Safe on Black Sand 1/2 sec, f/6.3, ISO 200
Both my trips to Iceland were spent primarily in the Southern Region, exploring well known places around what is known as the Golden Circle. And somewhere along this stretch of the Ring Road, on the black sands of Sólheimasandur, lies this eerie piece of structure...
The journey out to the plane wreck was an adventure in itself. Having no clear indication on the map and being unaccessible by car, we had to rely on vague instructions from blogs I was able to dig up. The walk from the road is several kilometres and the terrain of the rocky beach was somewhat challenging, especially through harsh weather. But once we got a first glimpse of the shiny aluminum structure laying far in the distance amidst a sea of black sand, we were in absolute awe. By the way, the crew of this DC-3 aircraft survived the crash landing, which was nice to know as we walked the interior of its bare metal structure. One story is that due to a drastic drop in temperature the engines froze solid as they started sucking in ice. This just as the plane ended up in fog so thick that the crew couldn't see the tips of its wings. The 26-year old lieutenant, a pilot-in-training who had only flown 21 hours in this aircraft type, feared the worst: certain death upon crashing into a mountain. In a daring attempt to save himself and his passengers, he opted for the better of a few bad choices - trying to land on the waters of the Atlantic. As the plane lost altitude, the pilot remarked that they were gliding over “some goddam thing that looked like the moon” (I'd say that's a fair description). He was able to bring the plane down onto the frozen black sand beach. The US Navy having received a mayday call, along with local farmers, quickly came to their rescue.
Be prepared when embarking on such an adventure - Iceland has no shortage of gloomy days and unpredictable, even violent, weather. On another occasion, we were hours out of Reykjavik and driving on the Ring Road towards the southern coast, when we got caught in the heaviest rainstorm I have probably witnessed in my entire life. It hit hard without warning. The road ahead was lost in fog and the clouds above were nowhere to be seen through the heavy showers. The world turned a uniform light grey. The never-ending highway was empty; occasional headlights would appear out of the mist, zoom past us dangerously swaying our car to the side, and then disappear back into the nothingness. The road was single-lane in each direction but the dividing line became hardly visible. We'd often catch ourselves too close to a passing vehicle for comfort, or within inches of the steep edge to the right. But we had a destination in mind, and with our time here limited we were not turning back.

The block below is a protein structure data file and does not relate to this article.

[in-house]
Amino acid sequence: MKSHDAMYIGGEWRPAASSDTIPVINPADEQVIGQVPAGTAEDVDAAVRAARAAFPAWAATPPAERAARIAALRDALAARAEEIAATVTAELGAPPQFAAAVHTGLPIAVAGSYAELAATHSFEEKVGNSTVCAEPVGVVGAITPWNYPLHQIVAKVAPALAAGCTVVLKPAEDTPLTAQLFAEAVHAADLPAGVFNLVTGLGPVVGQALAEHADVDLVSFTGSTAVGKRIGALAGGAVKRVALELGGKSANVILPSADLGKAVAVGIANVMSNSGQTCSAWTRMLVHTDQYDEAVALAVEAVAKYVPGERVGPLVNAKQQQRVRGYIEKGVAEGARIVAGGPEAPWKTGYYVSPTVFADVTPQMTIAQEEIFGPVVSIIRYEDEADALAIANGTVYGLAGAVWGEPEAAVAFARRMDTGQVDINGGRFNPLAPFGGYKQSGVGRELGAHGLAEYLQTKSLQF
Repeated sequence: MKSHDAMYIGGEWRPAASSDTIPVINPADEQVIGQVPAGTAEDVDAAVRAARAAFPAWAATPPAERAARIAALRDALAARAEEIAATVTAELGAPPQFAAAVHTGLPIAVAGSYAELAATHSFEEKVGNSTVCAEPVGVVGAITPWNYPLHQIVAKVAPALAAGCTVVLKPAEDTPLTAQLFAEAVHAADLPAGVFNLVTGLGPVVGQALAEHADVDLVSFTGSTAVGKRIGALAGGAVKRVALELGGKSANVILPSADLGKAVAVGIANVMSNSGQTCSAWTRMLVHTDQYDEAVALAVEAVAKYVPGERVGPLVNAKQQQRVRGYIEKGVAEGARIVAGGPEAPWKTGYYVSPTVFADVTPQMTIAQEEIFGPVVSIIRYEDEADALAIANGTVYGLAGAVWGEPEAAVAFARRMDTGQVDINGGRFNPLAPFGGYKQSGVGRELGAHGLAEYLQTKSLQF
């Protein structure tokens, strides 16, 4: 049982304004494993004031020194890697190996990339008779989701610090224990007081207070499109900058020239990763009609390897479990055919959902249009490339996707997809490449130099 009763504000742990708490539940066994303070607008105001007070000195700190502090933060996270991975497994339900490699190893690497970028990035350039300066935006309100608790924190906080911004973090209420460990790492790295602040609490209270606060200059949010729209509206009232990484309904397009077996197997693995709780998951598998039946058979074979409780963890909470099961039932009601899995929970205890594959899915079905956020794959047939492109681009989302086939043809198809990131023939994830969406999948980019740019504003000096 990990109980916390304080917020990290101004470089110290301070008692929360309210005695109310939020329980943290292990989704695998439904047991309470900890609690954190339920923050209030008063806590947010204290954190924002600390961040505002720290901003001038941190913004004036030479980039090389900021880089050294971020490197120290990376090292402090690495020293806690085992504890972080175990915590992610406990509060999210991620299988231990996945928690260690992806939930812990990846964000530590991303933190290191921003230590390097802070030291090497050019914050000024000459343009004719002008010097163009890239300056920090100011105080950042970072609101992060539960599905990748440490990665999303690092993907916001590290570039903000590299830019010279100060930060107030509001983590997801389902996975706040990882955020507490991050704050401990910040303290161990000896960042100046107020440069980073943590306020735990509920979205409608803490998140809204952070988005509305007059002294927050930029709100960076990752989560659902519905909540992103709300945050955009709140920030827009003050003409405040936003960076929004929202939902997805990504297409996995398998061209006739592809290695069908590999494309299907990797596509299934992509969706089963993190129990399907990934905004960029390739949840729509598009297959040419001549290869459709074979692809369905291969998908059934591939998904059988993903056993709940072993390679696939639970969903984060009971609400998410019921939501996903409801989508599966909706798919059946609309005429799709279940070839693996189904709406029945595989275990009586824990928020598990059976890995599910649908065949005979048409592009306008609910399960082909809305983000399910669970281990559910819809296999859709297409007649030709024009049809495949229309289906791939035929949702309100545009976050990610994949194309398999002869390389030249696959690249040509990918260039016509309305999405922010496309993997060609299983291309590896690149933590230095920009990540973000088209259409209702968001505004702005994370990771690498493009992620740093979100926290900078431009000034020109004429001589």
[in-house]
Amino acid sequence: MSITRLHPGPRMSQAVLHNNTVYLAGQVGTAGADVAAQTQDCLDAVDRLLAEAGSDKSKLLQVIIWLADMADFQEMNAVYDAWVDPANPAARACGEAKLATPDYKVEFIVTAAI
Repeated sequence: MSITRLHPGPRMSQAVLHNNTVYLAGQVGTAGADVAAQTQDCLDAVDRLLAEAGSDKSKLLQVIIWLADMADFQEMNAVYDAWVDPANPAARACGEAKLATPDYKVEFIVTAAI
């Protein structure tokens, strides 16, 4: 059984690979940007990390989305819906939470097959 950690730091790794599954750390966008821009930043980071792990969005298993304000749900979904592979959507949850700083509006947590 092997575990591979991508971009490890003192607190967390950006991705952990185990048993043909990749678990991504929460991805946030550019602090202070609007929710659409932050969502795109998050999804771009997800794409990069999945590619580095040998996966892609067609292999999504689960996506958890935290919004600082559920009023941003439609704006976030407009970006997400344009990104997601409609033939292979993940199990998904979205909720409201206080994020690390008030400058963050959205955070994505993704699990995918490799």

Atlantic Coast 1/640 sec, f/7.1, ISO 250
The car doors swung violently open as we got out near the coastal town of Vik, at the Atlantic shore. We walked towards the water, on the black basalt sand formed by the rapid cooling of lava many years ago. The mountain of Reynisfjall towered over the black beach, and inside that mountain was a cave. As we stepped inside, the raging storm seemed to take a brief pause. In the cave you could still feel the occasional mist on your face, carried over by winds from outside, but the atmosphere within was calm. This is a shelter that apparently even local sheep use to shield themselves from the not-so-uncommon local storms.
Shelter in a Cave 1/25 sec, f/5, ISO 400
After exploring the shore with torrential rain coming down on us and watching waves smash violently into the basalt rock formations, we drove over to the nearby Dyrhólaey peninsula.
At Land's End 1/50 sec, f/8, ISO 200
After walking up the trail against heavy winds, we were completely soaked though, and spent just enough time at the top to get a few good glimpses of the incredible views and snap a couple photographs. I did my best to hold my camera still, while having difficulty keeping my feet planted on the ground, as the strong wind and torrential rain were hitting me sideways, sometimes rapidly changing direction and throwing me off balance. We've already been thoroughly soaked for a half hour, and so at this very moment I hardly felt the wetness anymore. Nevertheless, the second we jumped back into the car, we turned up the heat. It his us then - we were absolutely freezing, to the point of shivering.
Gate to Sea 1/50 sec, f/7.1, ISO 200
The route back was probably the most uncomfortable 200 kilometre drive I have ever done, being thoroughly soaked through several layers of clothes. On the way, seeing a pair of hitchhikers at Skógafoss waterfall, in the same miserable state as ourselves but without a means of transport, we decided to help them out. It was a tough decision to make, being in the state we were in ourselves, but we wouldn't feel right letting them soak out there for much longer. Why anyone would endeavour to hitchhike in Iceland (or anywhere for that matter) I couldn't tell you. It's definitely not something I'd recommend. But you absolutely must make it out to this island one day if you get a chance, it is beyond incredible!
My full Iceland image collection can be found here.
Behind the Falls 1/200 sec, f/6.3, ISO 320